The BBC devoted a ten minute segment of Newsnight (at 26.51-38) to the fate of public libraries  last night on the occasion of Alan Bennett speaking at Kensal Rise Library.  It was a major hit on Twitter with great support being shown there for the pro-library cause. The Mail has also covered the story.
The reporter at Kensal Rise was, unfortunately, sneering about public libraries, relating somehow the fate of a vital community resource to a hypothetical Richard Curtis comedy called “Libraries Actually”.  The well-known actress Tamsin Grieg was allowed a short moment to point out the damage to small communities that closing libraries would have before she was invited to have a laugh about it.
The main event, Alan Bennett, pointed out that privatising libraries has been on the Conservative agenda for 15 years, that all children do not have a computer and many do not have access to books. “Llibraries have to be local, they should be handy, they shouldn’t need an expedition”.  He repeated his key phrase that “closing libraries is child abuse”.  This is an unfortunately over the top quote that was used against him later on. On the question of why Alan was bothered about libraries, the reporter denigratingly said that libraries were not the sexiest of causes except if one was Joe Orton.
Kensal Rise is one of six libraries (half of the total) in Brent (the BBC made clear it was “labour-controlled”) that will close. To a deliberately old-fashioned soundtrack of “Pennies from Heaven” a council statement said that the other half would improve.
The report then went to the studio, with the pro-libraries side being represented by the author Tim Lott and the anti (quite how anti became very quickly apparent) Mark Littlewood from the Institute of Economic Affairs.
Tim Lott pointed out that libraries provided an area of quiet and that they helped him considerably when he was growing up in poor area, also pointing out that children still need that space due to a lack of computers/room/books at home.  Kensal Rise, he said, was an example of a community coming together to protect a vital resource.  He did accept that cuts needed to be made, even suggesting an alternative plan to running the library via volunteers, a task made easier by the fact that there is no rent to be paid as the building is owned by All Souls College, Oxford.
Mark Littlewood immediately started attacking the very concept of public libraries, saying that they are “increasingly an anachronism” and that they are not the best way of getting reading materials to people.  When challenged on this, he suggested that people should buy secondhand books on Ebay and that 2 in 3 households have a computer.  That this meant 1 in 3 people would not be able to have access to books even using his own statistics did not seem to be problem.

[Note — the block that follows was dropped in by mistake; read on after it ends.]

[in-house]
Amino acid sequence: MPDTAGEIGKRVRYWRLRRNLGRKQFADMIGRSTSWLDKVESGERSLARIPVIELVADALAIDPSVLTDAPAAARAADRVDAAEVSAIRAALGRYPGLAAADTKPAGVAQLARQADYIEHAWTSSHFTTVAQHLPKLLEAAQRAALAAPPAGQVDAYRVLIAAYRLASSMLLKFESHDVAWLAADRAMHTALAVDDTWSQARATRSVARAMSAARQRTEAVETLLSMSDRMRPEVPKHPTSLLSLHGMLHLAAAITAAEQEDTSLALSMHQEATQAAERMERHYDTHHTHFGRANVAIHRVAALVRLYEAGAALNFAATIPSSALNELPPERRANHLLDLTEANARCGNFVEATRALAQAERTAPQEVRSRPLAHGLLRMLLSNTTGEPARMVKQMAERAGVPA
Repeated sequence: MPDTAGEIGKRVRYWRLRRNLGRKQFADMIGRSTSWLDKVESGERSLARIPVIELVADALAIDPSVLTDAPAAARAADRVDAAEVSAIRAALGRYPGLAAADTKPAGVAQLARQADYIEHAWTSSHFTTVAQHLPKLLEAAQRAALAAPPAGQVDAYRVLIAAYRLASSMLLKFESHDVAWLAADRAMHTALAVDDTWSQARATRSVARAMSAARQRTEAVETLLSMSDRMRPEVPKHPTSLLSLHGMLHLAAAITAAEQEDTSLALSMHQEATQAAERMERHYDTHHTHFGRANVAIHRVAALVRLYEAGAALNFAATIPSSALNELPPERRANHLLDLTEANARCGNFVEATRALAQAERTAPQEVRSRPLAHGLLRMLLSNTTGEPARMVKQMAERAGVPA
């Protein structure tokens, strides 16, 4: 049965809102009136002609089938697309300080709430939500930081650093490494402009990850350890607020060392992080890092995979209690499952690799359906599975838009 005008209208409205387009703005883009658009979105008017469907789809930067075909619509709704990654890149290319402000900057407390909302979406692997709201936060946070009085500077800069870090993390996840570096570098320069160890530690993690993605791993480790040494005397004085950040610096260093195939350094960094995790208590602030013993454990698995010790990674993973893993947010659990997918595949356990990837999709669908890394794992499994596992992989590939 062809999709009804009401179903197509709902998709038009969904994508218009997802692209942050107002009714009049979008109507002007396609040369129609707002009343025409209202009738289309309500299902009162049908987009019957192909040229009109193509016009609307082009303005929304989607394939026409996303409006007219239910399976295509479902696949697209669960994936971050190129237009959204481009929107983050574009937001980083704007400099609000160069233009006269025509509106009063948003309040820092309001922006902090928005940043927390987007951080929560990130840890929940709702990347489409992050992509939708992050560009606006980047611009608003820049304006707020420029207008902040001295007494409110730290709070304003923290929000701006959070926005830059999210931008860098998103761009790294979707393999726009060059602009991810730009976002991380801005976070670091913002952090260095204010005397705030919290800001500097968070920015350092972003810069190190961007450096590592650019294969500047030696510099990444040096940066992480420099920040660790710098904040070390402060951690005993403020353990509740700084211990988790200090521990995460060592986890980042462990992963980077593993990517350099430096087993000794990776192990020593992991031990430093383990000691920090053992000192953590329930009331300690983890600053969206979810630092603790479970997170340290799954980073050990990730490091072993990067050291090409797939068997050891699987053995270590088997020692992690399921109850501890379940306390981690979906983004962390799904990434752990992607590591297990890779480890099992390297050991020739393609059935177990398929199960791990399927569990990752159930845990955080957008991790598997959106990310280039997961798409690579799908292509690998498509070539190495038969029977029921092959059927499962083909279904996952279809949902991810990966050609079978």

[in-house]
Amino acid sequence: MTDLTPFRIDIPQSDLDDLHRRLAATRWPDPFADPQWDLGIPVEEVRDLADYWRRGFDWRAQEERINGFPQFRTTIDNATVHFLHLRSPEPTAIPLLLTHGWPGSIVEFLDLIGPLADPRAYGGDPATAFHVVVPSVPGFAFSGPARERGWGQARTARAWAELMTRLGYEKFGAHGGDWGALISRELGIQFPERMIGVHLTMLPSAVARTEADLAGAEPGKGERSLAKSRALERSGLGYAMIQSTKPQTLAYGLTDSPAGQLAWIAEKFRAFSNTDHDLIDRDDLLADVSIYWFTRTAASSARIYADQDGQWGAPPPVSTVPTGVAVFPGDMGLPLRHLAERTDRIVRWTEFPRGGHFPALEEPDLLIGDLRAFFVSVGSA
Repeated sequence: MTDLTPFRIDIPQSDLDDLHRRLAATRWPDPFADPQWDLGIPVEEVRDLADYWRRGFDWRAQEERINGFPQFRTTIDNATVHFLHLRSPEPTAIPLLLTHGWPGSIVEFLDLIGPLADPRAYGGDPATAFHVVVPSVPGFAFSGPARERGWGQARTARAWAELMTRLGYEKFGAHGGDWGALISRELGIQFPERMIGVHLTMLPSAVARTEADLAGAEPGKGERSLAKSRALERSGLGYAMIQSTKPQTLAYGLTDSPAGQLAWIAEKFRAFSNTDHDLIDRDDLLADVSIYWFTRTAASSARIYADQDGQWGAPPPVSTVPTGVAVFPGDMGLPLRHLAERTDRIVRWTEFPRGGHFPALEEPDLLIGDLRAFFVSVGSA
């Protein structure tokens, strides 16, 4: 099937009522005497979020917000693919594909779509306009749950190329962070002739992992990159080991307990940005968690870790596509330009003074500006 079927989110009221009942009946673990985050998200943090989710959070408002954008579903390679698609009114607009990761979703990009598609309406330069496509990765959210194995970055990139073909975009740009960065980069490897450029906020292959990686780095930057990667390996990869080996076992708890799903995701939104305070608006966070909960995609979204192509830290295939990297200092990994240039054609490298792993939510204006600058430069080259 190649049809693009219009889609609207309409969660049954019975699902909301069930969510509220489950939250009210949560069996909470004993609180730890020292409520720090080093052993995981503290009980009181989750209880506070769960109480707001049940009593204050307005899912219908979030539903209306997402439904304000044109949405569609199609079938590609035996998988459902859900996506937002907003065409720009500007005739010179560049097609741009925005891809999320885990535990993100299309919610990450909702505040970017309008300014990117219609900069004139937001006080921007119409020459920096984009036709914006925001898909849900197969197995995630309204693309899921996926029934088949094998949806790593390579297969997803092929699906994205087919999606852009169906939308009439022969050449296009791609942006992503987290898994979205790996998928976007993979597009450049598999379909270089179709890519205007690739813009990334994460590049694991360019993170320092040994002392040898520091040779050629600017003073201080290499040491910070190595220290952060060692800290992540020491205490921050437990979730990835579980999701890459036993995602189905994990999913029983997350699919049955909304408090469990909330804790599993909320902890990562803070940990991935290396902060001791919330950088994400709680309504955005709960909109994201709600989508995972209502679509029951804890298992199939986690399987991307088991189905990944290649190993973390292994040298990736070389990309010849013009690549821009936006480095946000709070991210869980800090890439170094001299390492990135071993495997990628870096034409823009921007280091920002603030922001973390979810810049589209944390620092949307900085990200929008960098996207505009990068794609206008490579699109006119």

Mr Littlewood then continued.  He accused library supporters, entirely wrongly, of not wanting a single library, anywhere, to close, regardless of the circumstances.  When challenged on where people would go for a space to study if libraries were to close, he suggested “comprehensive schools” could provide space and computers when the teachers went home and that libraries sat on “prime land” that could presumably be sold off. He pointed out the falling use of libraries among adults but strangely did not mention their increasing use by children.  
His finishing comment was truly impressive.  He argued that Alan Bennett was rich and so that if he really wanted to support the Kensal Rise campaign, he should pay for it out of his own pocket.  This tied in with his argument that if communities really wanted such a (to summarise) underused anachronism taking up expensive property and did not fancy using the local Comprehensive at night instead, then they should volunteer their time and money to do it themselves.
The complete failure by the chief of the IEA to understand, or even to accept the reason for the existence of, public libraries is terrifying.  The Institute is very much admired by the Conservatives and its thinking is very influential.  It may help explain why the Government has so failed to do anything effective in supporting libraries.
The bias shown by the BBC against saving libraries is equally troubling.  It may be that it is an attempt by them to show that, after allowing Zadie Smith a prime spot defending libraries on Radio Four, they need to balance things up a little.  It may also show that, like Mr Littlewood, many of them (to paraphrase Philip Pullman) in that organisation fail to understand what they seek to destroy.

To help raise money for the campaign to save Kensal Rise Library and other libraries in Brent, see Brent Save Our Libraries.

451 libraries (383 buildings and 68 mobiles) currently under threat or closed/left council control since 1/4/11 out of c.4517 in the UK (for the complete list by area see the page “Tally by local authority”)